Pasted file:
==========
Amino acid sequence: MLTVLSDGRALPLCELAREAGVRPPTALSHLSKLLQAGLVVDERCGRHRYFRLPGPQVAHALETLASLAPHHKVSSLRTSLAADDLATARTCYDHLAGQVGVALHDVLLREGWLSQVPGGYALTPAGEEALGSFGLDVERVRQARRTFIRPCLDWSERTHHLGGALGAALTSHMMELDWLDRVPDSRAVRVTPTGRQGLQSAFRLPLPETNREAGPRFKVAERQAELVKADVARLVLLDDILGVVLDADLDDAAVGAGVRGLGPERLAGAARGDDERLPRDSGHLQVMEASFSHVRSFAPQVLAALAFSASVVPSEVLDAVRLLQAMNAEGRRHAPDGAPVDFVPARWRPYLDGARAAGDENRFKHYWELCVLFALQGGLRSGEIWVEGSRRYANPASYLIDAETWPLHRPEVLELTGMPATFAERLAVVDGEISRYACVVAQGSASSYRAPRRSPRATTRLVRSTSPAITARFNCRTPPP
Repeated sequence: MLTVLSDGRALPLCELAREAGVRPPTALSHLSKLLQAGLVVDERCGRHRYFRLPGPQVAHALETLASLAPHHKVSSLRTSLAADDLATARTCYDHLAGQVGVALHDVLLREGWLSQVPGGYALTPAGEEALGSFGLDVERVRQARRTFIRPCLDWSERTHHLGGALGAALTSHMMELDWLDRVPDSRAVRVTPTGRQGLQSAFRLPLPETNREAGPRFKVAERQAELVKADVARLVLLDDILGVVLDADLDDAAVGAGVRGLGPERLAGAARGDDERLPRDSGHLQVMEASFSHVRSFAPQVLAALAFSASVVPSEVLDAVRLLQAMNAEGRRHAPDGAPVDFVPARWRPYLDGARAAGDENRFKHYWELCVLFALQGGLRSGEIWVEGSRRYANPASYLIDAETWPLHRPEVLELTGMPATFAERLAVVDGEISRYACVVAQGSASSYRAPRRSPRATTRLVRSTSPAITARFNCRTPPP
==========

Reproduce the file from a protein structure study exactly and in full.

Amino acid sequence: MLTVLSDGRALPLCELAREAGVRPPTALSHLSKLLQAGLVVDERCGRHRYFRLPGPQVAHALETLASLAPHHKVSSLRTSLAADDLATARTCYDHLAGQVGVALHDVLLREGWLSQVPGGYALTPAGEEALGSFGLDVERVRQARRTFIRPCLDWSERTHHLGGALGAALTSHMMELDWLDRVPDSRAVRVTPTGRQGLQSAFRLPLPETNREAGPRFKVAERQAELVKADVARLVLLDDILGVVLDADLDDAAVGAGVRGLGPERLAGAARGDDERLPRDSGHLQVMEASFSHVRSFAPQVLAALAFSASVVPSEVLDAVRLLQAMNAEGRRHAPDGAPVDFVPARWRPYLDGARAAGDENRFKHYWELCVLFALQGGLRSGEIWVEGSRRYANPASYLIDAETWPLHRPEVLELTGMPATFAERLAVVDGEISRYACVVAQGSASSYRAPRRSPRATTRLVRSTSPAITARFNCRTPPP
Repeated sequence: MLTVLSDGRALPLCELAREAGVRPPTALSHLSKLLQAGLVVDERCGRHRYFRLPGPQVAHALETLASLAPHHKVSSLRTSLAADDLATARTCYDHLAGQVGVALHDVLLREGWLSQVPGGYALTPAGEEALGSFGLDVERVRQARRTFIRPCLDWSERTHHLGGALGAALTSHMMELDWLDRVPDSRAVRVTPTGRQGLQSAFRLPLPETNREAGPRFKVAERQAELVKADVARLVLLDDILGVVLDADLDDAAVGAGVRGLGPERLAGAARGDDERLPRDSGHLQVMEASFSHVRSFAPQVLAALAFSASVVPSEVLDAVRLLQAMNAEGRRHAPDGAPVDFVPARWRPYLDGARAAGDENRFKHYWELCVLFALQGGLRSGEIWVEGSRRYANPASYLIDAETWPLHRPEVLELTGMPATFAERLAVVDGEISRYACVVAQGSASSYRAPRRSPRATTRLVRSTSPAITARFNCRTPPP